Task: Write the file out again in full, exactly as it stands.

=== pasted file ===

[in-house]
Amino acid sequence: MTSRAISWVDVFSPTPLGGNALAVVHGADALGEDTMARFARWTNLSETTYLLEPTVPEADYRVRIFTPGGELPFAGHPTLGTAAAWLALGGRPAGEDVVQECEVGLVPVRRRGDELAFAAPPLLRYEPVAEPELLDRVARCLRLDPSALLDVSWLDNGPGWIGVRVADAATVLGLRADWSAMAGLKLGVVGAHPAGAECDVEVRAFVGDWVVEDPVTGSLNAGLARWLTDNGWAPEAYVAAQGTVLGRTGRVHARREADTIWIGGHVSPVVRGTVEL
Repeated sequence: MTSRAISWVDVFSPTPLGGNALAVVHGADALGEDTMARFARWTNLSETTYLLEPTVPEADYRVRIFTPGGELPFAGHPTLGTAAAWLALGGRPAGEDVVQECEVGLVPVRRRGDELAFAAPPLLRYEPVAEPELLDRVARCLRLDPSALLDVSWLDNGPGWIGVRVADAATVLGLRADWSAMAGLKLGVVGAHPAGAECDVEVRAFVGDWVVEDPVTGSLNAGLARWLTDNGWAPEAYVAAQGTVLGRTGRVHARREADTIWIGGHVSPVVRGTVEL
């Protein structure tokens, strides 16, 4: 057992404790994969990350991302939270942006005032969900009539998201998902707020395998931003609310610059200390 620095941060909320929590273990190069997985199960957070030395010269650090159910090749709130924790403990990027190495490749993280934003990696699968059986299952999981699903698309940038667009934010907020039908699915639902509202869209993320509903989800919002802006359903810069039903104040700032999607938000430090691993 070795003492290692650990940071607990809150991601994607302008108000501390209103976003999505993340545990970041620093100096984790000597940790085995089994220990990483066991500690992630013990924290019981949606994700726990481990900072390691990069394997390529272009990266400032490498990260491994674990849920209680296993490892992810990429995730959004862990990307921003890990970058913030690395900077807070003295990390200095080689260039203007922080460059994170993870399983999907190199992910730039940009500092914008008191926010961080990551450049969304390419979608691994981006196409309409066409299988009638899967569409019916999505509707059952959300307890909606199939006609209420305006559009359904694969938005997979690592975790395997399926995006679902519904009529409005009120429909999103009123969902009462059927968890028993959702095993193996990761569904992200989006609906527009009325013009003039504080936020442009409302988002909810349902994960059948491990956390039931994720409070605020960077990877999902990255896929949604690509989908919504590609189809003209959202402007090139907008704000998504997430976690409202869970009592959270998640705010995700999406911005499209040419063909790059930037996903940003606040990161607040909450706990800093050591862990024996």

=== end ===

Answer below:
[in-house]
Amino acid sequence: MTSRAISWVDVFSPTPLGGNALAVVHGADALGEDTMARFARWTNLSETTYLLEPTVPEADYRVRIFTPGGELPFAGHPTLGTAAAWLALGGRPAGEDVVQECEVGLVPVRRRGDELAFAAPPLLRYEPVAEPELLDRVARCLRLDPSALLDVSWLDNGPGWIGVRVADAATVLGLRADWSAMAGLKLGVVGAHPAGAECDVEVRAFVGDWVVEDPVTGSLNAGLARWLTDNGWAPEAYVAAQGTVLGRTGRVHARREADTIWIGGHVSPVVRGTVEL
Repeated sequence: MTSRAISWVDVFSPTPLGGNALAVVHGADALGEDTMARFARWTNLSETTYLLEPTVPEADYRVRIFTPGGELPFAGHPTLGTAAAWLALGGRPAGEDVVQECEVGLVPVRRRGDELAFAAPPLLRYEPVAEPELLDRVARCLRLDPSALLDVSWLDNGPGWIGVRVADAATVLGLRADWSAMAGLKLGVVGAHPAGAECDVEVRAFVGDWVVEDPVTGSLNAGLARWLTDNGWAPEAYVAAQGTVLGRTGRVHARREADTIWIGGHVSPVVRGTVEL
């Protein structure tokens, strides 16, 4: 057992404790994969990350991302939270942006005032969900009539998201998902707020395998931003609310610059200390 620095941060909320929590273990190069997985199960957070030395010269650090159910090749709130924790403990990027190495490749993280934003990696699968059986299952999981699903698309940038667009934010907020039908699915639902509202869209993320509903989800919002802006359903810069039903104040700032999607938000430090691993 070795003492290692650990940071607990809150991601994607302008108000501390209103976003999505993340545990970041620093100096984790000597940790085995089994220990990483066991500690992630013990924290019981949606994700726990481990900072390691990069394997390529272009990266400032490498990260491994674990849920209680296993490892992810990429995730959004862990990307921003890990970058913030690395900077807070003295990390200095080689260039203007922080460059994170993870399983999907190199992910730039940009500092914008008191926010961080990551450049969304390419979608691994981006196409309409066409299988009638899967569409019916999505509707059952959300307890909606199939006609209420305006559009359904694969938005997979690592975790395997399926995006679902519904009529409005009120429909999103009123969902009462059927968890028993959702095993193996990761569904992200989006609906527009009325013009003039504080936020442009409302988002909810349902994960059948491990956390039931994720409070605020960077990877999902990255896929949604690509989908919504590609189809003209959202402007090139907008704000998504997430976690409202869970009592959270998640705010995700999406911005499209040419063909790059930037996903940003606040990161607040909450706990800093050591862990024996």